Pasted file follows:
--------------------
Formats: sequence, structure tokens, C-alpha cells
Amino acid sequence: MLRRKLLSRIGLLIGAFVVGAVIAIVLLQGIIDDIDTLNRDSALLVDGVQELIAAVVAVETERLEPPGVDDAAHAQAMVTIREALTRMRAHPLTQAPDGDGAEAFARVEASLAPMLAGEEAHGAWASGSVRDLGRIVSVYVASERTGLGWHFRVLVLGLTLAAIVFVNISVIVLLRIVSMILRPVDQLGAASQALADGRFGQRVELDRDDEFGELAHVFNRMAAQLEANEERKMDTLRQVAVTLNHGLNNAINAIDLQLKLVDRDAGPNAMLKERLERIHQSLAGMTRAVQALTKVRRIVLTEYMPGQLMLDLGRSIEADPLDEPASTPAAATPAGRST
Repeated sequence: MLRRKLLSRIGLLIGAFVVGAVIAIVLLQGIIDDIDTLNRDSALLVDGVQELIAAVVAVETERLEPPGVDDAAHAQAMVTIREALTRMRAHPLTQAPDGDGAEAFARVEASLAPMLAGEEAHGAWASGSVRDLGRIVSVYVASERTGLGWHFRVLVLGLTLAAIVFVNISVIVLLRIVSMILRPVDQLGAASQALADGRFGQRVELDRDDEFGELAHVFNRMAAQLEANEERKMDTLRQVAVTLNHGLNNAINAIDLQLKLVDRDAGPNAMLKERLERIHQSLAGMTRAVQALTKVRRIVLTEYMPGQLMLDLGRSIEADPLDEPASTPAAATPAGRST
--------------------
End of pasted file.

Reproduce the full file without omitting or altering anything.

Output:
Formats: sequence, structure tokens, C-alpha cells
Amino acid sequence: MLRRKLLSRIGLLIGAFVVGAVIAIVLLQGIIDDIDTLNRDSALLVDGVQELIAAVVAVETERLEPPGVDDAAHAQAMVTIREALTRMRAHPLTQAPDGDGAEAFARVEASLAPMLAGEEAHGAWASGSVRDLGRIVSVYVASERTGLGWHFRVLVLGLTLAAIVFVNISVIVLLRIVSMILRPVDQLGAASQALADGRFGQRVELDRDDEFGELAHVFNRMAAQLEANEERKMDTLRQVAVTLNHGLNNAINAIDLQLKLVDRDAGPNAMLKERLERIHQSLAGMTRAVQALTKVRRIVLTEYMPGQLMLDLGRSIEADPLDEPASTPAAATPAGRST
Repeated sequence: MLRRKLLSRIGLLIGAFVVGAVIAIVLLQGIIDDIDTLNRDSALLVDGVQELIAAVVAVETERLEPPGVDDAAHAQAMVTIREALTRMRAHPLTQAPDGDGAEAFARVEASLAPMLAGEEAHGAWASGSVRDLGRIVSVYVASERTGLGWHFRVLVLGLTLAAIVFVNISVIVLLRIVSMILRPVDQLGAASQALADGRFGQRVELDRDDEFGELAHVFNRMAAQLEANEERKMDTLRQVAVTLNHGLNNAINAIDLQLKLVDRDAGPNAMLKERLERIHQSLAGMTRAVQALTKVRRIVLTEYMPGQLMLDLGRSIEADPLDEPASTPAAATPAGRST